In our previous post we saw how VME systems have not outlived their usefulness for MIL-STD 1553 and ARINC 429 test and simulation applications. However, their long-term future will continue to be threatened by end-of-life (EOL) of crucial subsystems and components such as the TSI148 VME-to-PCI bridge chip that’s been at the heart of VME adapter (carrier) boards. Some VME suppliers have left it up to their customers to address these EOL problems on their own. But for end users, dealing with VME platform issues is at best an engineering distraction. At worst, it requires them to decommission perfectly adequate VME systems and commit to the enormous expense of purchasing more up-to-date systems and porting legacy application programs to them.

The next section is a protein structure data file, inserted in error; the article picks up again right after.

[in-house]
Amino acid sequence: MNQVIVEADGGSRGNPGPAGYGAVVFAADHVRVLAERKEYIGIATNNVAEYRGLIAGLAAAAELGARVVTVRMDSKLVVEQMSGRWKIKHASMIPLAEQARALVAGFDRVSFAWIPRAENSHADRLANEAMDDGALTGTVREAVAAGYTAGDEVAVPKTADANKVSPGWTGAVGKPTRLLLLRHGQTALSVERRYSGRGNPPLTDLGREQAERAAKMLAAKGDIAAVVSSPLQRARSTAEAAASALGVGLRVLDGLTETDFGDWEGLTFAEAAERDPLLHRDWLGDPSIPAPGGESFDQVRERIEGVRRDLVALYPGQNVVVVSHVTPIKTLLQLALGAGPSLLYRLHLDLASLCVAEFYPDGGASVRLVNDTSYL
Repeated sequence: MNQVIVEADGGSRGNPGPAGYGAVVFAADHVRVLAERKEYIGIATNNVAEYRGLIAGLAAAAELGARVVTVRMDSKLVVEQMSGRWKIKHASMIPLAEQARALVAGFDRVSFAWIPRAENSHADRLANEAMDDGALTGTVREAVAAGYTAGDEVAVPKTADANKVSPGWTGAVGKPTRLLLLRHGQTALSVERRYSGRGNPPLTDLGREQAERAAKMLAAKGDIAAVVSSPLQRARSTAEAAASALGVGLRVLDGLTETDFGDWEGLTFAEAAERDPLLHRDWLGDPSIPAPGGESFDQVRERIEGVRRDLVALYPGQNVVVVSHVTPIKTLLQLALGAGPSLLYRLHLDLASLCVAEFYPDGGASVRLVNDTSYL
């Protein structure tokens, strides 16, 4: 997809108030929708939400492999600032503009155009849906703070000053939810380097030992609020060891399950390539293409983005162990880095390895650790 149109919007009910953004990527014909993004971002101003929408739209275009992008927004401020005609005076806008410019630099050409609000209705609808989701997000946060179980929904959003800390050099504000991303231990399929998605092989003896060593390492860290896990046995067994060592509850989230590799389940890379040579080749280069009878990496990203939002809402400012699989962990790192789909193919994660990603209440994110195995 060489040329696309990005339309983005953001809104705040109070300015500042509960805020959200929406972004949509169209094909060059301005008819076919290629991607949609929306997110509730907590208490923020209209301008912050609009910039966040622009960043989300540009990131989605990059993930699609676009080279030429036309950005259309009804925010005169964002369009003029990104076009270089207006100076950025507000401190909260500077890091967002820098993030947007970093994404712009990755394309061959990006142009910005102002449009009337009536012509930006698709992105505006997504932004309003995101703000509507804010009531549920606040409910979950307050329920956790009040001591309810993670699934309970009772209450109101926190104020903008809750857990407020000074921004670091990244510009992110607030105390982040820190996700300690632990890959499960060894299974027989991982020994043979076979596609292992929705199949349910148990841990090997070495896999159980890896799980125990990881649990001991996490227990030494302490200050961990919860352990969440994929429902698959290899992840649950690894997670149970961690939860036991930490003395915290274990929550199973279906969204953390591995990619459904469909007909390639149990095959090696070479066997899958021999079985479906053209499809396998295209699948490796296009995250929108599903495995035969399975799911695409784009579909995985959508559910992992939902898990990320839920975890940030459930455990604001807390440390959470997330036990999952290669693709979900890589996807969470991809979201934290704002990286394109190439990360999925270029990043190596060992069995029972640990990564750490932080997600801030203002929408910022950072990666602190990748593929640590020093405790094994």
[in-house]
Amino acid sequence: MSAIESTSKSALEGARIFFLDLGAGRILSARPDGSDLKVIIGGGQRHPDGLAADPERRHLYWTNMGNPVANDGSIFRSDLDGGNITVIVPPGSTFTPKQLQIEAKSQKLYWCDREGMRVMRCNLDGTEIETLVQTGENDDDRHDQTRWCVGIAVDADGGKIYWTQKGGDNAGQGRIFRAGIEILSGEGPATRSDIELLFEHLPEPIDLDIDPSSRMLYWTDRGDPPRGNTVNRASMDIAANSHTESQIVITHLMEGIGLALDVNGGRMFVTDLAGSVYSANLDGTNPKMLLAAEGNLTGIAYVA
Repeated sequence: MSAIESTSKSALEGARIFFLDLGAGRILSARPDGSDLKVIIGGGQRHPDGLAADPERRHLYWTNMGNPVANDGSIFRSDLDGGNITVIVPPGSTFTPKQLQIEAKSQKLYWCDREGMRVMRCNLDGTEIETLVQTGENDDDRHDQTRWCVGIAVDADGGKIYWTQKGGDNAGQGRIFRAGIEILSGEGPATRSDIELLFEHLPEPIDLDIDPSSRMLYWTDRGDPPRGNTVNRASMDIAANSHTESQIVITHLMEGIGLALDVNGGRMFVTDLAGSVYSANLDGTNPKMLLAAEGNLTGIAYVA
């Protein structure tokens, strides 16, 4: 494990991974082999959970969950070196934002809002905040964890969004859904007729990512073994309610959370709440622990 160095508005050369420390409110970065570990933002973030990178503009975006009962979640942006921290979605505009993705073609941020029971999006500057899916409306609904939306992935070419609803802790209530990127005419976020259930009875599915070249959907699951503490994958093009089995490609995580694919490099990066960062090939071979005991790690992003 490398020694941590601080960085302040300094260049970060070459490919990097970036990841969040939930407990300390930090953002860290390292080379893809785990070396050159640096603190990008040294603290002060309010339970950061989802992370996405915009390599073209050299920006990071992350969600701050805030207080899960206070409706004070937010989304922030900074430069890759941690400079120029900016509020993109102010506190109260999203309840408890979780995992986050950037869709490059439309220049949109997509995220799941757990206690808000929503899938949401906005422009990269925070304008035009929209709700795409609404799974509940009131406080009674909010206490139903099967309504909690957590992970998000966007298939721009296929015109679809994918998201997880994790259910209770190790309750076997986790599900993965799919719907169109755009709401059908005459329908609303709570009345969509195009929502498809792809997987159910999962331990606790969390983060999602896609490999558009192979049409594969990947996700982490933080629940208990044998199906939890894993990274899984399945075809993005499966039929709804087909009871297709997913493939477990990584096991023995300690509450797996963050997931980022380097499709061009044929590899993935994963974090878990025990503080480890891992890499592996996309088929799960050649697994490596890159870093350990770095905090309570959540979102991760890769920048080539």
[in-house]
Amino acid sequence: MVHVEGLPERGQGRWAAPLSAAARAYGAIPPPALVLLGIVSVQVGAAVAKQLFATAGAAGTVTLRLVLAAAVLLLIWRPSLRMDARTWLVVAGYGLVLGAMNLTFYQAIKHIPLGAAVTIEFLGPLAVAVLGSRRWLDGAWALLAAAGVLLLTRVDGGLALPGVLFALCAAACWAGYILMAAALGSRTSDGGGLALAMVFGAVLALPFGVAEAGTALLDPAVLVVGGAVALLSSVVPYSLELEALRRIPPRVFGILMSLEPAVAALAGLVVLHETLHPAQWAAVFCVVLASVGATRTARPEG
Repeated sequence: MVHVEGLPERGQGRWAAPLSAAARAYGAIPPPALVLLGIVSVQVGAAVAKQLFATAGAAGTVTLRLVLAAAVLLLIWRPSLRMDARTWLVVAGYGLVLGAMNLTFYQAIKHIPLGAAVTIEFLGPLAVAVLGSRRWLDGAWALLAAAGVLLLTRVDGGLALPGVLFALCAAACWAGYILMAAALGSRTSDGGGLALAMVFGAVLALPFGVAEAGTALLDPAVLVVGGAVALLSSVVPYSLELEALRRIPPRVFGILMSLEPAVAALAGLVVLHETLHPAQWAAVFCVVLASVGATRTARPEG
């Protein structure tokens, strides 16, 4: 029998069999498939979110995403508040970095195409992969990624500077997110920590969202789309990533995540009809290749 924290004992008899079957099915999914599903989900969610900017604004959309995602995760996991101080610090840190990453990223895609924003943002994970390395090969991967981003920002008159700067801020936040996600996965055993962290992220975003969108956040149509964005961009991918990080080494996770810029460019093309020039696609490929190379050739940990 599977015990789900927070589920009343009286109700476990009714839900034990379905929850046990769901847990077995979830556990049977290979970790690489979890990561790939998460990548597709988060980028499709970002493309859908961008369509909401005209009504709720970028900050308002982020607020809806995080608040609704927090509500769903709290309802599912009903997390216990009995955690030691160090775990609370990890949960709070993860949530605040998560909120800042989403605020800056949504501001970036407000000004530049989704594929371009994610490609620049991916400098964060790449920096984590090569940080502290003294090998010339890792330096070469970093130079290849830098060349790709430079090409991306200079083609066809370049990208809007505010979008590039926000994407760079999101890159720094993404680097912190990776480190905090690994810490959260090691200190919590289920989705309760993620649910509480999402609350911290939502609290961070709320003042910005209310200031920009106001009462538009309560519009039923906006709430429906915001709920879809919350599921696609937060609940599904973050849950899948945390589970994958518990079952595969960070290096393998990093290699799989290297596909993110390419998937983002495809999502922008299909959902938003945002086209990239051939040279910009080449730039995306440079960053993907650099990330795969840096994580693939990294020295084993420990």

Back in 1979 VME began as a bus system for the Motorola 68000. Within a few years it became a standardized bus in Europe and North America (ANSI/IEEE 1014-1987). Since then, designers at military and civilian avionics suppliers have used the VME architecture in thousands of test and simulation systems, and many of these systems require MIL-STD-1553 and ARINC 429 avionics bus interfaces..